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Historical Context Edit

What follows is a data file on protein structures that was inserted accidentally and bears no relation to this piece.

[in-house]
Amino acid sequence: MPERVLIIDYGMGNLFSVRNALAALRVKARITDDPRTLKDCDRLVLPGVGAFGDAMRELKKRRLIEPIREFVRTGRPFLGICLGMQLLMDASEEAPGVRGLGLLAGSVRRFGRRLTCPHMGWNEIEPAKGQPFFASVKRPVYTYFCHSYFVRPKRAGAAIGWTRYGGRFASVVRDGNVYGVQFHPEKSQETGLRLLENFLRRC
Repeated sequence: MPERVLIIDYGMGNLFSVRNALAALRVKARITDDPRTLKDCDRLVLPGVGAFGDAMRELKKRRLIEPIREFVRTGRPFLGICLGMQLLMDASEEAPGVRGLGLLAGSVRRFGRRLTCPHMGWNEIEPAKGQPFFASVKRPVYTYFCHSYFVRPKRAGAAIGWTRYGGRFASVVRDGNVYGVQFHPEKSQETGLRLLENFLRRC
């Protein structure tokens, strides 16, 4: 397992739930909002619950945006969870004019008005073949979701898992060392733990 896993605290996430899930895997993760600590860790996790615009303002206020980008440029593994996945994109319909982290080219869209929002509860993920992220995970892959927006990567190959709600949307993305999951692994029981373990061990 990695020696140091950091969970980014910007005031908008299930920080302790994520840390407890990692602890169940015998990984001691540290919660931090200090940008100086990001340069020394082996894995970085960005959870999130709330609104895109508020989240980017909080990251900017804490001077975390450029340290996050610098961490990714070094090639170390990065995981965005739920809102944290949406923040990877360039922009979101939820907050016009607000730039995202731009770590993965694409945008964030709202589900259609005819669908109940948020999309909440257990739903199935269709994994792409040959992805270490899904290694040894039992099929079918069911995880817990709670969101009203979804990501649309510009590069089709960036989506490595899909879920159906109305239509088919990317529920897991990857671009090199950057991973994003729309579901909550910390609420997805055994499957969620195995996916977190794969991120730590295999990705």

Although there had been money-lenders and treasuries before (money, after all, greases the wheels of civilization), banking begins in early Renaissance Italy, in the rich cities of the north such as Genoa, Venice, Florence, Siena and Lucca. During the 14th Century, already wealthy, avaricious families – the Bardi, de Medici, Peruzzi, Cerchi, Gondi and others – not only dominated the commercial banking in their home city-states but established branches across Europe. The oldest bank still in operation is the Monte dei Paschi in Siena, operating continuously since 1472 AD. Banking spread across the Holy Roman Empire and the northern European nations by 1600, and the Europeans took the practice with them when they set out to colonize the world. Although the details have changed dramatically with technology, the basics of banking profits remain the same: checking and savings fees, loans and credit cards, currency exchanges, fund management, and so forth.